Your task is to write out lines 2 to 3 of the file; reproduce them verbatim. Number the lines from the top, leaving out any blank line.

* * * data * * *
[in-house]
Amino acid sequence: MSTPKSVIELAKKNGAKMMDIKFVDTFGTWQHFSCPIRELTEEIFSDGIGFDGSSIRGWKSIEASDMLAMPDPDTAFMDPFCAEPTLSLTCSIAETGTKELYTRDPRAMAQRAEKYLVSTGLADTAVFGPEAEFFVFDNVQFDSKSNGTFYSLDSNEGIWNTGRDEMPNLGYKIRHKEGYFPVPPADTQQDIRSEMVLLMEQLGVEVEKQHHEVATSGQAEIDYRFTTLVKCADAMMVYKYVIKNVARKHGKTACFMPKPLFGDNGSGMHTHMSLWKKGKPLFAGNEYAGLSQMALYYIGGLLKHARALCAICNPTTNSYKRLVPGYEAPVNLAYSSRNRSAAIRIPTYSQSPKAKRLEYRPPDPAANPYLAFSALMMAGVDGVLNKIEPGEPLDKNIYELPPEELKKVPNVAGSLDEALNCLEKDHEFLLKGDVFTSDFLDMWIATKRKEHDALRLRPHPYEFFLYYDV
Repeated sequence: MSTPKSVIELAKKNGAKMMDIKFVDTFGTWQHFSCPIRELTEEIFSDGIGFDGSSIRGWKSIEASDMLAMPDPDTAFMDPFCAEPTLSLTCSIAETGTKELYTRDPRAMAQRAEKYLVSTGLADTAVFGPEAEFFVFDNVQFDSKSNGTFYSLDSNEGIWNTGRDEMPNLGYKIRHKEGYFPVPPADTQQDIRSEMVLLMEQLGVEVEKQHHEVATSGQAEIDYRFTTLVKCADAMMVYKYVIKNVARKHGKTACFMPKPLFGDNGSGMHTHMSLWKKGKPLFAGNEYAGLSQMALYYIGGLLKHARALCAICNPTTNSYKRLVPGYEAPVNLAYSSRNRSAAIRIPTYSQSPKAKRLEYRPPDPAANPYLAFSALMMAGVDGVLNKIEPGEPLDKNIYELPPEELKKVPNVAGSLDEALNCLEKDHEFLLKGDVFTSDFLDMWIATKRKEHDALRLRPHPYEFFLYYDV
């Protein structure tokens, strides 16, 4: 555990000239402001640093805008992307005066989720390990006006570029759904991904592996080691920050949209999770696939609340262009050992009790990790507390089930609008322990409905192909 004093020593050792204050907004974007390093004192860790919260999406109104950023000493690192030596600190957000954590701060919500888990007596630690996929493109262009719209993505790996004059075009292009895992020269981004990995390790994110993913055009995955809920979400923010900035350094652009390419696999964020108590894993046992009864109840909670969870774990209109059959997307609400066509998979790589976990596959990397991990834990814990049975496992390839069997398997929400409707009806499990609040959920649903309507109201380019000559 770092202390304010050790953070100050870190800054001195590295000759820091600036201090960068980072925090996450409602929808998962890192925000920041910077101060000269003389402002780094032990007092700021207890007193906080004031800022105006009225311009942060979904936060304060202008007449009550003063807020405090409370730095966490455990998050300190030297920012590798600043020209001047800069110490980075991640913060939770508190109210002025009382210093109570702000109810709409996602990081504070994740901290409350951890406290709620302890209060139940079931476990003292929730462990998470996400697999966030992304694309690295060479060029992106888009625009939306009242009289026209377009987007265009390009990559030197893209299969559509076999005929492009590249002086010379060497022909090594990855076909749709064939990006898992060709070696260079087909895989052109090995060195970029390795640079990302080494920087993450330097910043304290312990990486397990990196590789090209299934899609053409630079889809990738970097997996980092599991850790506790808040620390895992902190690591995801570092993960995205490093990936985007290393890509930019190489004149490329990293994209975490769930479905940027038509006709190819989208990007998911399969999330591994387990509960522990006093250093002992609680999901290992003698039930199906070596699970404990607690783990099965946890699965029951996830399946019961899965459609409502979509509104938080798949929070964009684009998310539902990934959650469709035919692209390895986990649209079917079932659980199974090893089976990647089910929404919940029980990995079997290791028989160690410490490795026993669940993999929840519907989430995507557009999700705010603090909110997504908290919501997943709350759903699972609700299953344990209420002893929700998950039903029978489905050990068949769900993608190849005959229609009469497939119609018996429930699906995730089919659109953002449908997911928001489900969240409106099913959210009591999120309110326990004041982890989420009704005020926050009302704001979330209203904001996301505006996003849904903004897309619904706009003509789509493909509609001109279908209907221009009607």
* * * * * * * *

Amino acid sequence: MSTPKSVIELAKKNGAKMMDIKFVDTFGTWQHFSCPIRELTEEIFSDGIGFDGSSIRGWKSIEASDMLAMPDPDTAFMDPFCAEPTLSLTCSIAETGTKELYTRDPRAMAQRAEKYLVSTGLADTAVFGPEAEFFVFDNVQFDSKSNGTFYSLDSNEGIWNTGRDEMPNLGYKIRHKEGYFPVPPADTQQDIRSEMVLLMEQLGVEVEKQHHEVATSGQAEIDYRFTTLVKCADAMMVYKYVIKNVARKHGKTACFMPKPLFGDNGSGMHTHMSLWKKGKPLFAGNEYAGLSQMALYYIGGLLKHARALCAICNPTTNSYKRLVPGYEAPVNLAYSSRNRSAAIRIPTYSQSPKAKRLEYRPPDPAANPYLAFSALMMAGVDGVLNKIEPGEPLDKNIYELPPEELKKVPNVAGSLDEALNCLEKDHEFLLKGDVFTSDFLDMWIATKRKEHDALRLRPHPYEFFLYYDV
Repeated sequence: MSTPKSVIELAKKNGAKMMDIKFVDTFGTWQHFSCPIRELTEEIFSDGIGFDGSSIRGWKSIEASDMLAMPDPDTAFMDPFCAEPTLSLTCSIAETGTKELYTRDPRAMAQRAEKYLVSTGLADTAVFGPEAEFFVFDNVQFDSKSNGTFYSLDSNEGIWNTGRDEMPNLGYKIRHKEGYFPVPPADTQQDIRSEMVLLMEQLGVEVEKQHHEVATSGQAEIDYRFTTLVKCADAMMVYKYVIKNVARKHGKTACFMPKPLFGDNGSGMHTHMSLWKKGKPLFAGNEYAGLSQMALYYIGGLLKHARALCAICNPTTNSYKRLVPGYEAPVNLAYSSRNRSAAIRIPTYSQSPKAKRLEYRPPDPAANPYLAFSALMMAGVDGVLNKIEPGEPLDKNIYELPPEELKKVPNVAGSLDEALNCLEKDHEFLLKGDVFTSDFLDMWIATKRKEHDALRLRPHPYEFFLYYDV